Erie, born and raised in Bergen County, New Jersey, and now a proud Music City resident, has been steeped in the local Americana scene for years. After releasing his widely-acclaimed 2018 EP, The Art of Letting Go, Erie is ready to kick it up a notch with the 12-song epic expected to be released in March of this year.
His songwriting reflects the beautiful yet harsh reality of the human experience, inspired by his firsthand encounters with alcoholism in his family and even living in a two-bedroom apartment that his mother turned into a halfway house when he was young.
The poetic songsmith has earned many accolades, including winning the 2019 Eddie Owens Presents: Songwriter Shootout, which artists such as John Mayer and Tyler Childers have won. With Tiny Fires, Erie hopes to take that next step and secure his place in modern Americana music.
Erie was kind enough to answer some questions regarding the single, the album, and much more.
So the last time we talked to you it was around 2018 when you released The Art of Letting Go, and now you’re on the cusp of releasing your follow up album, Tiny Fires. How do you feel you’ve grown as a songwriter in that time?
Wow, so much has changed since then. I wrote The Art of Letting Go to help me disengage with the past and move on. I feel like it did its job. I feel more present than ever in my life. Maybe it is just the idea of fleeting time or maybe it’s me growing as an artist, but either way I feel like I just want to be honest with where I am and how I fit into the world, regardless of how ugly or beautiful it is… just plain honest.
And would you say the pandemic was helpful or hurtful to the creative process behind the new album? Neither?
The pandemic was helpful and hurtful in a lot of similar ways. Watching friends, family, and strangers suffer has been heartbreaking. I have been one of the lucky ones. I have been able to draw in and spend time with my loved ones and my thoughts, all while it has felt like I have been watching the world set itself ablaze from a bunker that feels like 200,000 miles below the earth’s surface… Sure, it has helped me write Tiny Fires, but I still wish I could unsee everything.
Speaking of, you dropped the titular track as a single recently. What’s the backstory and inspiration behind it?
I wrote this song while I was in quarantine, right before I could get the vaccine. Two weeks apart from the people closest to you is hard when they are right outside the door. All I could do was watch TV, write, read, but even with all of that time in solitary, you find yourself scratching at the walls, dreaming of what awaits you outside. Even when I could muster up the courage to dream, it was hard to picture anything good. The pandemic was surging, people were dying in the streets just because of the color of their skin, the whole world found itself on fire, and here I was writing about it. My heroes have always been artists, and I now know that the people they write or speak about are the real heroes/cowards…I just had a pen.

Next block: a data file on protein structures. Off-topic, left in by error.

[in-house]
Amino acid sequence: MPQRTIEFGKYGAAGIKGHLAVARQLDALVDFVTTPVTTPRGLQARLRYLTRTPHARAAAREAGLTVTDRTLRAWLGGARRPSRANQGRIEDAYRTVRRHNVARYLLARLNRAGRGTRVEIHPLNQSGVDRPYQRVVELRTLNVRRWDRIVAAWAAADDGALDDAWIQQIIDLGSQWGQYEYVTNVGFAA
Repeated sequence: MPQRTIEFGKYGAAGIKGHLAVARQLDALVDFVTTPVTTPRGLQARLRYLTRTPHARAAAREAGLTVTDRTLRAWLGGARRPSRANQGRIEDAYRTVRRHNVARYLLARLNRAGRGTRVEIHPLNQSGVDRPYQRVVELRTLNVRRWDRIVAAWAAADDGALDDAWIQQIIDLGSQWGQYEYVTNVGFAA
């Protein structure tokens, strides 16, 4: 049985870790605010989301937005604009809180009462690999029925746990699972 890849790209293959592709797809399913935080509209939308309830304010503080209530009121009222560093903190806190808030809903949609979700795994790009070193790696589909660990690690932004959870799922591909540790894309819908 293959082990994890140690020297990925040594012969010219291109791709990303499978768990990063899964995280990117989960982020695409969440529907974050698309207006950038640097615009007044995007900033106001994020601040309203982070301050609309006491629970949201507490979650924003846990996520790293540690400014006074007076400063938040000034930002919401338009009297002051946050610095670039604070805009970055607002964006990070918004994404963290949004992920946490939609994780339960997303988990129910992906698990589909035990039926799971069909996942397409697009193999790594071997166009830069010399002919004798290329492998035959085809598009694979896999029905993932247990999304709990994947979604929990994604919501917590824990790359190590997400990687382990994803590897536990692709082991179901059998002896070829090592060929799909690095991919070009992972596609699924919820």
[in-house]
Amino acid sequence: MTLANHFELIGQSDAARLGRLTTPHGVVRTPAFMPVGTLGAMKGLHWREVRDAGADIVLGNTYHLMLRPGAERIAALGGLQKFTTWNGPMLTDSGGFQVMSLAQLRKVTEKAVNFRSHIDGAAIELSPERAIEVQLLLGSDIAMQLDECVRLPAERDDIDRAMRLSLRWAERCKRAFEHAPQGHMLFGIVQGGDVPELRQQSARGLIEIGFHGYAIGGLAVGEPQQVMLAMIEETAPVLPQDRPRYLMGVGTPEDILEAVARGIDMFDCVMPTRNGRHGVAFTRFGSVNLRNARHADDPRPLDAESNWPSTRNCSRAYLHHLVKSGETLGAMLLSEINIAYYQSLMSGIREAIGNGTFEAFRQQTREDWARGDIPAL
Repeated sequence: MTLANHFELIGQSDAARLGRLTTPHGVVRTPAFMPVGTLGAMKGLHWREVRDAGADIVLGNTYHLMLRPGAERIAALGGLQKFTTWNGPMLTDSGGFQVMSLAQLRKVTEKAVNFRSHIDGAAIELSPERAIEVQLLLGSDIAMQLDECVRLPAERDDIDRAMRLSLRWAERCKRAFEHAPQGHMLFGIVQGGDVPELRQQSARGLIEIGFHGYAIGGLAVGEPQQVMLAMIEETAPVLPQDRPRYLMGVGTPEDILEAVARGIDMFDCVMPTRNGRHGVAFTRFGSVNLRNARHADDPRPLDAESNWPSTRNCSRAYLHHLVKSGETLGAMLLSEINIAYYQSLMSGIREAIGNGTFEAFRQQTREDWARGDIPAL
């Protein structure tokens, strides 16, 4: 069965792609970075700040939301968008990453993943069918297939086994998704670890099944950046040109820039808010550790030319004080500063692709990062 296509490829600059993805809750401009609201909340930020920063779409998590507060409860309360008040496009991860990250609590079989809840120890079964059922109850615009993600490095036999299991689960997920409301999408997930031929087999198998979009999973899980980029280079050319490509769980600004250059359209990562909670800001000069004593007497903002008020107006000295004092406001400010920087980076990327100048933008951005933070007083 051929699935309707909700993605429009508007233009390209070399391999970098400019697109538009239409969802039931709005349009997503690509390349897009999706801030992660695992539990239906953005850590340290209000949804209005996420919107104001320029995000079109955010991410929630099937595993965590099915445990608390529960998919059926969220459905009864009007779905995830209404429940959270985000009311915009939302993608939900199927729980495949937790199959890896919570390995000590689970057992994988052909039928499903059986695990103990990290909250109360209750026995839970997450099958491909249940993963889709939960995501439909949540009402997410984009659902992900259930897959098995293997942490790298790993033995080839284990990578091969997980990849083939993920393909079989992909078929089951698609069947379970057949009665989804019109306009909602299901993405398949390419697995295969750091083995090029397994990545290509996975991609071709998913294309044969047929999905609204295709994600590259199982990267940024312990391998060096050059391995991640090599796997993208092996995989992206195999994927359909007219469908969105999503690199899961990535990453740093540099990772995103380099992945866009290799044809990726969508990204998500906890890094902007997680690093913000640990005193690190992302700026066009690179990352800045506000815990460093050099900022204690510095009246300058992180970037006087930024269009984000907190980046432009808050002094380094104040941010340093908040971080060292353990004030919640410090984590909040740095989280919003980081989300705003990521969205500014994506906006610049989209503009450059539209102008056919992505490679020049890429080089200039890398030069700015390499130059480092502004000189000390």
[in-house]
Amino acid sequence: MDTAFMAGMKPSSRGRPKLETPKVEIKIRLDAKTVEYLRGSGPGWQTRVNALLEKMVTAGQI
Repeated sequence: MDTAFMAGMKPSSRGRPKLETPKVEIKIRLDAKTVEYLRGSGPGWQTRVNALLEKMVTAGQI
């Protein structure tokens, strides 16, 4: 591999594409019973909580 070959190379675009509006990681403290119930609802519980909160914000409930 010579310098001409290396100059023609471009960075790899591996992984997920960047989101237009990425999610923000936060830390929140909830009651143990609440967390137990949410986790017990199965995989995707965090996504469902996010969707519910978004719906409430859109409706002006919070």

I see the album will have 12 songs on it. Are there any overarching themes or motifs throughout it as a whole?
At its core it is an exposé on what it means to be human in a seemingly smoldering world while trying to find a home in its ashes. It’s a first-person look on what it means to be an American in today’s world, whether that makes you embarrassed or feel entitled to something that no one owes you. Honesty…that’s what it is all about.
And how did you land on the name Tiny Fires?
I wrote the title track and just thought, man, that’s it… Tiny Fires is such a visual thing to me. So many fires, but no one even fighting to put them out. The world burns, such small acts can reverberate around the world. It’s beautiful to me in a strange way, makes us feel less insignificant.
How much time and thought goes into the order of the songs on the album? Do you find that to be a challenge in itself?
It’s always difficult to get the perfect order, but when it came time to decide on a track list for this record, I already knew what I wanted to convey. I set the tracks to take the listener through my thought process: loss, grief, anger, clarity, then hope. That is what my aim is on almost every record.
How did you get hooked up with Brett Ryan Stewart at Wirebird Productions, and what made you feel he/they were the right group for the project?
Brett is an incredible producer. I met him through our mutual friends Anana Kaye and Irakli Gabriel. We hit it off right away, but didn’t work together until a few years after we met. We became friends first, got to know each other, and our wives became friends.
We both went into this project knowing it was something we wanted to make together. Tiny Fires took two years to write and record. I went into the studio December of 2019 to start working on a follow-up record to The Art of Letting Go and came out two years later with a totally different record than I set out to make. The pandemic made us all slow down and, honestly, I just kept writing about what I was seeing and feeling, I knew that was the record we were supposed to make. I couldn’t have done it without Brett.
Do you have the wheels in motion for post-album release? Any light touring, heavy touring, or regional gigs?
I will be announcing some local shows soon, an album release show, and I will be touring lightly up until this summer. After June (God willing) my foot is on the gas and will be heavily touring.
What other goals whether musically or otherwise do you have for 2022?
I plan to enjoy what’s to come. That is something I have rarely done for myself. I go from project to project, task to task, and never quite take the time to admire what I have made. I plan to change that moving forward in 2022 and beyond.